First, the team piloted laptops to 5th graders in seven of 13 schools. By the spring of 2011, the district expanded the technology to all 5th grade classrooms. The team overseeing the project also began growing. By bringing principals into the fold next, the district could leverage school-level leadership to communicate to and gain buy-in from teachers. “We began to think more about putting systems in place to manage the project,” Betten says.
Within a year, those systems set the initiative on a fast track. The following year the district expanded into the 6th grade and in its third year the district gave students in grades 4, 6, 7, and 8 laptops all at once.
“It had huge potential for all kids,” Betten says. “It was too slow to move year by year.”
Beyond the initiative’s curricular and instructional impact, the district’s leadership immediately saw the potential to bridge the digital divide in the surrounding community.
Many students would be the first in their families to have a laptop, and inevitably would teach parents and other relatives about digital technology — much like children in the same community introduce English to their families. The district also hoped digital technology would improve communication between schools and parents.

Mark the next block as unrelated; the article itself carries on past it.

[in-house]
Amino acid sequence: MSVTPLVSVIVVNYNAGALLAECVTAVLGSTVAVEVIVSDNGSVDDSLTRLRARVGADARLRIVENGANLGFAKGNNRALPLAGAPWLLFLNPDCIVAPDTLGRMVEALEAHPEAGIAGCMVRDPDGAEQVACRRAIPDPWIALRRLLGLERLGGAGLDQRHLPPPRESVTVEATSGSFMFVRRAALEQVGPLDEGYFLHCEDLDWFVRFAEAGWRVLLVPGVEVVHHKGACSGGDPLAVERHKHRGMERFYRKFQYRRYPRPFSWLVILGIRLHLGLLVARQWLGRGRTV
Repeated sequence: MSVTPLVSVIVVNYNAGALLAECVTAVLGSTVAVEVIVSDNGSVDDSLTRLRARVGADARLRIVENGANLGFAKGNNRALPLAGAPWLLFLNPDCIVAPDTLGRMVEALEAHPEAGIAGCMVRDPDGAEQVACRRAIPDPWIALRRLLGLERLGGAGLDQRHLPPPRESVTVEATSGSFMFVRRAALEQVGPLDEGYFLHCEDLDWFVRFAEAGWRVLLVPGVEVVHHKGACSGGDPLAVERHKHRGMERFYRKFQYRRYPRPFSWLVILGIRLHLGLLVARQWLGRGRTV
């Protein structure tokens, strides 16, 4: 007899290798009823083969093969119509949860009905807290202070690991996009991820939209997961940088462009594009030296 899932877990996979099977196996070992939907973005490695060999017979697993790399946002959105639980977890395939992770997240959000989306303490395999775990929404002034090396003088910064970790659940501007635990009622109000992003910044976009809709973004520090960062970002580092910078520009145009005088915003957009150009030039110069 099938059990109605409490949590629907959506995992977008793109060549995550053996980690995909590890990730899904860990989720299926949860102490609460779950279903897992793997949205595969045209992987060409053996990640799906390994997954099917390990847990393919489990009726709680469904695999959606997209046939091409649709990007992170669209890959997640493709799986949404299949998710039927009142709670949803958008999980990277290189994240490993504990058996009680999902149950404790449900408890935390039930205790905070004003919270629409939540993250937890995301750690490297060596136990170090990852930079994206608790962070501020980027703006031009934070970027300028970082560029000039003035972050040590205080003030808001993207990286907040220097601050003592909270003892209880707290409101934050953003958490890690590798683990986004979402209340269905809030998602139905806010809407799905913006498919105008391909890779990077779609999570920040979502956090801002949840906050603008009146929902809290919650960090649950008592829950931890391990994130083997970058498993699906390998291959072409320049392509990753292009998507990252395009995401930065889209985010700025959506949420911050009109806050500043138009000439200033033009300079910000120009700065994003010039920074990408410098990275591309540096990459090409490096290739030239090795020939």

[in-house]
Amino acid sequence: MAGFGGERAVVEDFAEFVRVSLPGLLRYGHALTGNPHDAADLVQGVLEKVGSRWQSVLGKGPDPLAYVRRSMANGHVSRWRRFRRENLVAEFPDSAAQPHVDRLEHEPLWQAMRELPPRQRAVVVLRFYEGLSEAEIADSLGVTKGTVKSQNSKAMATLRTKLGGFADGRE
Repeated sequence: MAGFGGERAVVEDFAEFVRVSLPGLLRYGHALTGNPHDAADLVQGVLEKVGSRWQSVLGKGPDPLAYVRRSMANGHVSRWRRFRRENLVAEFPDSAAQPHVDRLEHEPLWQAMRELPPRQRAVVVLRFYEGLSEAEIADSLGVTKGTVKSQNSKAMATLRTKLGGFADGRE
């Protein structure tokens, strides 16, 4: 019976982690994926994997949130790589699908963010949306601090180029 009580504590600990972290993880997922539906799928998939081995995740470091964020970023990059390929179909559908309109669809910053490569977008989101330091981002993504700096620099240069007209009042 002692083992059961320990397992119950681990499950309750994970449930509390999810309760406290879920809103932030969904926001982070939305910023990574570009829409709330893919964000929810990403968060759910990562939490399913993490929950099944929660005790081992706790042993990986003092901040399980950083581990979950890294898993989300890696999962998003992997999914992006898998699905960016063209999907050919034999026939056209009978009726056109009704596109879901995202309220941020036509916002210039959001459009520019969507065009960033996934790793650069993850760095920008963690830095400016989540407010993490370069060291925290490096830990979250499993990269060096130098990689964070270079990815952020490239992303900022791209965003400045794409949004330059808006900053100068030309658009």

The district scheduled a “Parent Night” at every school, in English and Spanish. “We would tell them what we were planning to do, why, what we hoped to gain, and address issues of online safety,” Betten says. Those events are now offered in the form of District Parent Council meetings where school leadership meet with parents, including volunteers who serve as paid liaisons between the district and the community.
That engagement is possible because Sunnyside decided not only to provide students with laptops, but also to connect its students beyond the school day. Students can take their devices home and families have options for low-cost Internet through business partnerships developed by the district. One, a national nonprofit program called Connect2Compete, brings together nonprofit organizations, Internet service providers, and local government to provide affordable Internet service to low-income families. In Tucson, Cox Communications offers Internet for only $9.95 a month.